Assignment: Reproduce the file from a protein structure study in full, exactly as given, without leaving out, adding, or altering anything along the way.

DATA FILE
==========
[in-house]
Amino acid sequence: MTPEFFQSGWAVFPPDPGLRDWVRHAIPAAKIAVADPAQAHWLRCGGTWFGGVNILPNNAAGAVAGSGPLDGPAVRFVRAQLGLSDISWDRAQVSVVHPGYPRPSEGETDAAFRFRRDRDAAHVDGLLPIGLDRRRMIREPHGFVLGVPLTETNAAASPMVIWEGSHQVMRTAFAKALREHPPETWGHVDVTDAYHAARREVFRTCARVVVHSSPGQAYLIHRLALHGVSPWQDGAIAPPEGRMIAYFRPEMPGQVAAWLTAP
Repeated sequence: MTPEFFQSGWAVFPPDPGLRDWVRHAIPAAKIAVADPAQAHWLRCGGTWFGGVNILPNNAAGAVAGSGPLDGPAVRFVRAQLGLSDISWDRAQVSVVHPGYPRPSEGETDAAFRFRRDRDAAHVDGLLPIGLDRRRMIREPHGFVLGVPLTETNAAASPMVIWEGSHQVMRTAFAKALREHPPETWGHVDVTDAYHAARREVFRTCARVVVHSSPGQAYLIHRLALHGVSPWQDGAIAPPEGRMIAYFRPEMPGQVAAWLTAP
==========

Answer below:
[in-house]
Amino acid sequence: MTPEFFQSGWAVFPPDPGLRDWVRHAIPAAKIAVADPAQAHWLRCGGTWFGGVNILPNNAAGAVAGSGPLDGPAVRFVRAQLGLSDISWDRAQVSVVHPGYPRPSEGETDAAFRFRRDRDAAHVDGLLPIGLDRRRMIREPHGFVLGVPLTETNAAASPMVIWEGSHQVMRTAFAKALREHPPETWGHVDVTDAYHAARREVFRTCARVVVHSSPGQAYLIHRLALHGVSPWQDGAIAPPEGRMIAYFRPEMPGQVAAWLTAP
Repeated sequence: MTPEFFQSGWAVFPPDPGLRDWVRHAIPAAKIAVADPAQAHWLRCGGTWFGGVNILPNNAAGAVAGSGPLDGPAVRFVRAQLGLSDISWDRAQVSVVHPGYPRPSEGETDAAFRFRRDRDAAHVDGLLPIGLDRRRMIREPHGFVLGVPLTETNAAASPMVIWEGSHQVMRTAFAKALREHPPETWGHVDVTDAYHAARREVFRTCARVVVHSSPGQAYLIHRLALHGVSPWQDGAIAPPEGRMIAYFRPEMPGQVAAWLTAP